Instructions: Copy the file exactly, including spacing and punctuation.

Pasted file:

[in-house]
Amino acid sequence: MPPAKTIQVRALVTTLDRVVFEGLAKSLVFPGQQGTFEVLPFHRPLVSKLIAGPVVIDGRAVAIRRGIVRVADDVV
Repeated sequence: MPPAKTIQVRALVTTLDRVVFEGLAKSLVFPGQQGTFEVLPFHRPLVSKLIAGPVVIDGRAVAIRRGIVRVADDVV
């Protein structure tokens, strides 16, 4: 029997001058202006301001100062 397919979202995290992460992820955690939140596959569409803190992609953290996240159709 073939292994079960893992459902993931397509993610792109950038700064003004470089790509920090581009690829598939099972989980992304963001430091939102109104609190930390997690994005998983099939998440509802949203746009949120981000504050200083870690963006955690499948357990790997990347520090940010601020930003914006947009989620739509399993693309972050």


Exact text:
[in-house]
Amino acid sequence: MPPAKTIQVRALVTTLDRVVFEGLAKSLVFPGQQGTFEVLPFHRPLVSKLIAGPVVIDGRAVAIRRGIVRVADDVV
Repeated sequence: MPPAKTIQVRALVTTLDRVVFEGLAKSLVFPGQQGTFEVLPFHRPLVSKLIAGPVVIDGRAVAIRRGIVRVADDVV
């Protein structure tokens, strides 16, 4: 029997001058202006301001100062 397919979202995290992460992820955690939140596959569409803190992609953290996240159709 073939292994079960893992459902993931397509993610792109950038700064003004470089790509920090581009690829598939099972989980992304963001430091939102109104609190930390997690994005998983099939998440509802949203746009949120981000504050200083870690963006955690499948357990790997990347520090940010601020930003914006947009989620739509399993693309972050």